Moving back home to Hāwera Jan Nicholas (Ngā Ruahinerangi, Ngāti Ruanui, Taranaki Iwi, Ngāti toa Rangatira, Ngāi Tahu) thought she was saying goodbye to her career as a chef only to be lured back to a marae-based cooking teaching role at her local Taiporohenui Marae.
She says it was a role she couldn’t turn down. “I am passionate about marae-based learning and showing our whānau the skills you learn at the marae can be transferred to the workplace,” says Jan.
Jan’s 25-year career as a chef has seen her work in cafes restaurants and hotels predominantly in Wellington. On her exit from capital city life she was part of the catering team for Park Road Post Production. A film industry hub for up to 500 staff and many international film projects.
“We are fortunate to have someone with Jan’s experience and local connections join the team,” says WITT Te Pūkenga Hospitality Lead Angela Ferguson.
Jan says she learnt to cook on the marae before moving into work-based learning and says the marae makes a great learning environment.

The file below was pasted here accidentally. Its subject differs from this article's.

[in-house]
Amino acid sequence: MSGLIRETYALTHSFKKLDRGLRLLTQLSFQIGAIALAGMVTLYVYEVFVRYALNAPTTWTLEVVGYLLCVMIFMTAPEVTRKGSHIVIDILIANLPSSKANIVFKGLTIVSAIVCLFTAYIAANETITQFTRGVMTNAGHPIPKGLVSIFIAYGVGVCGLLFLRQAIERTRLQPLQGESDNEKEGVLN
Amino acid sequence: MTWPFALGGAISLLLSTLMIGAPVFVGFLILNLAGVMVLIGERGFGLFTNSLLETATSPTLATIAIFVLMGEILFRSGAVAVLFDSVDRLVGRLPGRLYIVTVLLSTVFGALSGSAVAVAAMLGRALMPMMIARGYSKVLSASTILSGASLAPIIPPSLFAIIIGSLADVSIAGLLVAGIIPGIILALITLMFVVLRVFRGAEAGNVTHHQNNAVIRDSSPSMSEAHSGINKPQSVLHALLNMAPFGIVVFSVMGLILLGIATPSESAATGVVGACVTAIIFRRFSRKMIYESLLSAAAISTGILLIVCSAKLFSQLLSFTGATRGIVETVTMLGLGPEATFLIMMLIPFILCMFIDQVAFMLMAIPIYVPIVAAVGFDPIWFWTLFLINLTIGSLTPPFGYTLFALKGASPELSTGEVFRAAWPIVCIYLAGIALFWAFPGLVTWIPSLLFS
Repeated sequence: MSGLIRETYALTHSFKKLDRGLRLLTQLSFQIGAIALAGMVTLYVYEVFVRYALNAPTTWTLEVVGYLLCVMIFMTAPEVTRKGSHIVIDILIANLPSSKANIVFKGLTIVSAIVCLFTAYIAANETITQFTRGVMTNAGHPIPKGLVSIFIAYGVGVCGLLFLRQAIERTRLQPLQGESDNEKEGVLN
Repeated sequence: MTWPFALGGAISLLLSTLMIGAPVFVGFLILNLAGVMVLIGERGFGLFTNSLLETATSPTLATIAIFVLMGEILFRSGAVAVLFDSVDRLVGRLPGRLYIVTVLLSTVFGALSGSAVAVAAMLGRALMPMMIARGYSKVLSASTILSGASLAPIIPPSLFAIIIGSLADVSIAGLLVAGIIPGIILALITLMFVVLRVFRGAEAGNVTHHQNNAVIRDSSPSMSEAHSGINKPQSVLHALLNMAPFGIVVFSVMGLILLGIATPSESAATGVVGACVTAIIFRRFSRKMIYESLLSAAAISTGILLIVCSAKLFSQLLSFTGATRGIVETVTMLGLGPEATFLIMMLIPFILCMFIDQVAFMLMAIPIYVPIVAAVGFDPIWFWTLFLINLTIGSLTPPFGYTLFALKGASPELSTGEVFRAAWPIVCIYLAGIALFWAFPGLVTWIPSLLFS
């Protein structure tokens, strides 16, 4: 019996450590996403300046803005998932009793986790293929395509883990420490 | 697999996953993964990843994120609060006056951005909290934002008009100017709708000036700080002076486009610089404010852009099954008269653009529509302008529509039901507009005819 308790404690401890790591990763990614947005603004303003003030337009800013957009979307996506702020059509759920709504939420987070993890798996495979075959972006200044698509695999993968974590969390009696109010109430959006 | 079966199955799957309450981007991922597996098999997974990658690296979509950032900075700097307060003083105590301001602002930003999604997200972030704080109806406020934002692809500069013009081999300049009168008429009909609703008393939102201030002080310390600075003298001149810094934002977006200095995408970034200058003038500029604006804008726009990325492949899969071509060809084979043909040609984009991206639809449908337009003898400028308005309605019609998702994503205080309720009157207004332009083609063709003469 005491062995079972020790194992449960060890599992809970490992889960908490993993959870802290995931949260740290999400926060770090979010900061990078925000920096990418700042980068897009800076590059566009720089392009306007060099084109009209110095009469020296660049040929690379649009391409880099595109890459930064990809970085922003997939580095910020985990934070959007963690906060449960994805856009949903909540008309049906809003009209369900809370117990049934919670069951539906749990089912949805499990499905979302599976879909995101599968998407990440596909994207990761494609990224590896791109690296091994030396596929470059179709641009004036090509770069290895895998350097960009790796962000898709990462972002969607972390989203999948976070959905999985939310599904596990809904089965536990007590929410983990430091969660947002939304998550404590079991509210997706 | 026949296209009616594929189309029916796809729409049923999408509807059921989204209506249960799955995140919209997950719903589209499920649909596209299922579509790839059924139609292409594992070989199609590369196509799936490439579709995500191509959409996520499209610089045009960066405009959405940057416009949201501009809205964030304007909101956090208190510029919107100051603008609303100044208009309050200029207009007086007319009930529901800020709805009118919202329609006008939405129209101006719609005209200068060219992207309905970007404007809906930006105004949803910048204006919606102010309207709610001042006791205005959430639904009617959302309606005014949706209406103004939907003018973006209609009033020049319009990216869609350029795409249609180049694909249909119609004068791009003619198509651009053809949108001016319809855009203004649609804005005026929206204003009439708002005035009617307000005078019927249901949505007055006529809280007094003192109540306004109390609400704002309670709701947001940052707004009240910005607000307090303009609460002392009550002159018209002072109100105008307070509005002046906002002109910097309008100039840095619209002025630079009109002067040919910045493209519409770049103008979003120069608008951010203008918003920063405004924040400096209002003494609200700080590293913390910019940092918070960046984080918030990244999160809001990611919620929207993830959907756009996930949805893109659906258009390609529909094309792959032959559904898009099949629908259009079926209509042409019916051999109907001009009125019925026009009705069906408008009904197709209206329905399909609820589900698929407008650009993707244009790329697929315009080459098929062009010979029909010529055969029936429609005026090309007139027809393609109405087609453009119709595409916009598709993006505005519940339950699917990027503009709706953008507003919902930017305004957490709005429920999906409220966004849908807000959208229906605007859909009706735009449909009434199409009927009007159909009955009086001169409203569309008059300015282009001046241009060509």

“It’s a familiar, whānau centric space and is less daunting than a traditional classroom - for some it is an excellent introduction to tertiary education.”
She hopes that learning on the marae will bridge the pathway to further learning off the marae for rangatahi and their whānau.
An advocate of hospitality training, Jan says it is a versatile career whether you pathway into further training or a job in the industry or use your skills part-time as you study or travel.
“Hospitality jobs have got my own children through their studies and always kept me in rewarding work.”
Jan is also interested in linking in with community gardens to use local produce and giving a twist to traditional food – pork and pūhā spring rolls anyone?